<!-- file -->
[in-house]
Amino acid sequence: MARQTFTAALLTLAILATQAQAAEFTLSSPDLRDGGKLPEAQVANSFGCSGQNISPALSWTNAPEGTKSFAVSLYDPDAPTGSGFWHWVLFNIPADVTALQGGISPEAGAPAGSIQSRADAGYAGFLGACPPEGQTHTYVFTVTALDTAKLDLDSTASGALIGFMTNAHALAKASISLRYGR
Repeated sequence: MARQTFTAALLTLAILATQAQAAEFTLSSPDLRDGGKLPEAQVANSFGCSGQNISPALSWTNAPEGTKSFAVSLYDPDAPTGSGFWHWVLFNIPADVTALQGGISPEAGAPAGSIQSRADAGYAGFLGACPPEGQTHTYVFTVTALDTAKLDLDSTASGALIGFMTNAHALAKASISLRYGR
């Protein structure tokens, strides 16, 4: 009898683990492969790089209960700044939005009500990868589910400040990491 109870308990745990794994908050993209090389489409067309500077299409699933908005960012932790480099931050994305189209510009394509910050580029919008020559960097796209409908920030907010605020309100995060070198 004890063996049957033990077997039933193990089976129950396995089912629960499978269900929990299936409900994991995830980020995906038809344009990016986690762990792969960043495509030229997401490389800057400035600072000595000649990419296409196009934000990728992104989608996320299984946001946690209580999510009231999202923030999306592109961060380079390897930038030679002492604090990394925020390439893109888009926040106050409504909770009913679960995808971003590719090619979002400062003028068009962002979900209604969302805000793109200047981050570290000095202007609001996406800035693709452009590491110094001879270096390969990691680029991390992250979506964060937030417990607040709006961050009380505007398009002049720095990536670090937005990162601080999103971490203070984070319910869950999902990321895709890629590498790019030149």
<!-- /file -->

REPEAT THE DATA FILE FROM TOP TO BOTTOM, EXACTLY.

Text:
[in-house]
Amino acid sequence: MARQTFTAALLTLAILATQAQAAEFTLSSPDLRDGGKLPEAQVANSFGCSGQNISPALSWTNAPEGTKSFAVSLYDPDAPTGSGFWHWVLFNIPADVTALQGGISPEAGAPAGSIQSRADAGYAGFLGACPPEGQTHTYVFTVTALDTAKLDLDSTASGALIGFMTNAHALAKASISLRYGR
Repeated sequence: MARQTFTAALLTLAILATQAQAAEFTLSSPDLRDGGKLPEAQVANSFGCSGQNISPALSWTNAPEGTKSFAVSLYDPDAPTGSGFWHWVLFNIPADVTALQGGISPEAGAPAGSIQSRADAGYAGFLGACPPEGQTHTYVFTVTALDTAKLDLDSTASGALIGFMTNAHALAKASISLRYGR
């Protein structure tokens, strides 16, 4: 009898683990492969790089209960700044939005009500990868589910400040990491 109870308990745990794994908050993209090389489409067309500077299409699933908005960012932790480099931050994305189209510009394509910050580029919008020559960097796209409908920030907010605020309100995060070198 004890063996049957033990077997039933193990089976129950396995089912629960499978269900929990299936409900994991995830980020995906038809344009990016986690762990792969960043495509030229997401490389800057400035600072000595000649990419296409196009934000990728992104989608996320299984946001946690209580999510009231999202923030999306592109961060380079390897930038030679002492604090990394925020390439893109888009926040106050409504909770009913679960995808971003590719090619979002400062003028068009962002979900209604969302805000793109200047981050570290000095202007609001996406800035693709452009590491110094001879270096390969990691680029991390992250979506964060937030417990607040709006961050009380505007398009002049720095990536670090937005990162601080999103971490203070984070319910869950999902990321895709890629590498790019030149």